(1) For me the book is somewhat imbalanced. The `column' chapters read like treats set in among the occasionally bland meal of the Galip story. This is especially problematic in that the second chapter -- the `column' chapter "When the Bosphorus Dries Up" -- is absolutely wonderful. I was randomly calling people out of the phone book to tell them about it. "If the rest of the book is this good," I was thinking, "this is going to be an amazing read." Unfortunately, it was an early stylistic peak that, arguably, is never reached again. (Though, some of the later chapters come close: e.g. 27, "A Very Long Chess Game.") If you're a literature lover, don't get put off when the next five or seven chapters after number two do not seem to approach that early high. (The last third of the book is best . . . have patience.)
(2) There is a major mistake in the printing of the book, in that the "Translator's Afterward" should be a "Translator's Forward." There is some rather important information about the time of the setting of the book that, if you are not very familiar with Turkish history, you will miss entirely. Read the Afterward first!
(3) [Added after first posting this review:] I've had the thought that it might be very helpful to readers if you jump ahead and read the column-chapters 31 ("In Which the Story Goes Through the Looking Glass"), 33 ("Mysterious Paintings") and, perhaps, 27 ("A Very Long Chess Game") before starting at the beginning. There is nothing plot-wise in them, and they will present ideas that run through-out the book. (Between the three, most of the major ideas.) Also, when you get back to them they'll be all the better second time around. (They are also excellent chapters.) You might also want to put in mind these phrases: "No one of us can ever be ourselves" (from page 413) and "Though Istanbul would continue to be its old miserable self" (page 459). No spoilers there, just ideas. The book rather talks most directly, and elegantly, about its themes in the last third. (I would have been quite happy to have received this advice, and #2 above, before I read The Black Book.)
(4) On that line, before you read the book, hop on Wikipedia and read up on Turkey's history, at least back to WWI (pre-Ataturk). This book really needs footnotes to key the reader into historical information that someone not familiar with Turkey will miss. (For example, Pamuk will use different names for the same person, like Ataturk, which no Turk would think twice about, but which will throw anyone else. There would be no need to explain, just enough so the non-Turkish reader is catching on to what is being referred to.) Make sure you get enough understanding of the history so the Afterward makes sense to you and you'll be good to go.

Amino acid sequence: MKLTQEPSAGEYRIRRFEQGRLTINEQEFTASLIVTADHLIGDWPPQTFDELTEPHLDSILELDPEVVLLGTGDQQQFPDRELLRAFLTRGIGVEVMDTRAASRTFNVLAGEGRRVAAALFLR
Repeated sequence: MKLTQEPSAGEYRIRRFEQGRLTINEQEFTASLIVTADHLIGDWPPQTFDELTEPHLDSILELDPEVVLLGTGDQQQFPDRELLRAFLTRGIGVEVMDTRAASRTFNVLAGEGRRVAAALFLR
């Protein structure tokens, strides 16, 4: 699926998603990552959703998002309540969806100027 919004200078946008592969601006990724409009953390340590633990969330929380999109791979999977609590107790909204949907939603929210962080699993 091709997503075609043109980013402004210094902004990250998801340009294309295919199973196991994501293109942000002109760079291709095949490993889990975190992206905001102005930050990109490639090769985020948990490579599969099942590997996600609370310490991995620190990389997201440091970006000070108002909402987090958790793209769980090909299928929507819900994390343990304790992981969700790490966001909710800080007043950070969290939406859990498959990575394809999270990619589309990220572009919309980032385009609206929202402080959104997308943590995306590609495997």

(5) Every time you see something you don't know, hop back on Wikipedia and look it up. You can almost be assured it will pay off in spades, as most of the historical elements of the book continually reappear and inform the whole of the read - sometimes subtly, in passing phrases, to which you will say "hey! I know what that's pointing to!" and be happy. (And it's not really that much you will be looking up, so don't fret.)
(6) Extra Credit: something else that should have been part of the book: pronunciation of the names. The average reader might not think twice; but it is very annoying for us literary types not to know how to pronounce the names. And Turkish phonetics is not exactly obvious. (Yes, sometimes the i's are dotted, sometimes they are not.)
Hopefully that doesn't make it seem like the book will take too much effort. It absolutely does not. It does take some effort if you really want to enjoy it, but "too much"? In no way. This is a book wherein the train comes back around the mountain carrying much more pleasure than what work you put in sending it off.
Oh - one more quick note. My paperback had a bad binding that split on the interior side. Be gentle so you don't accidently have a book falling apart in your hands.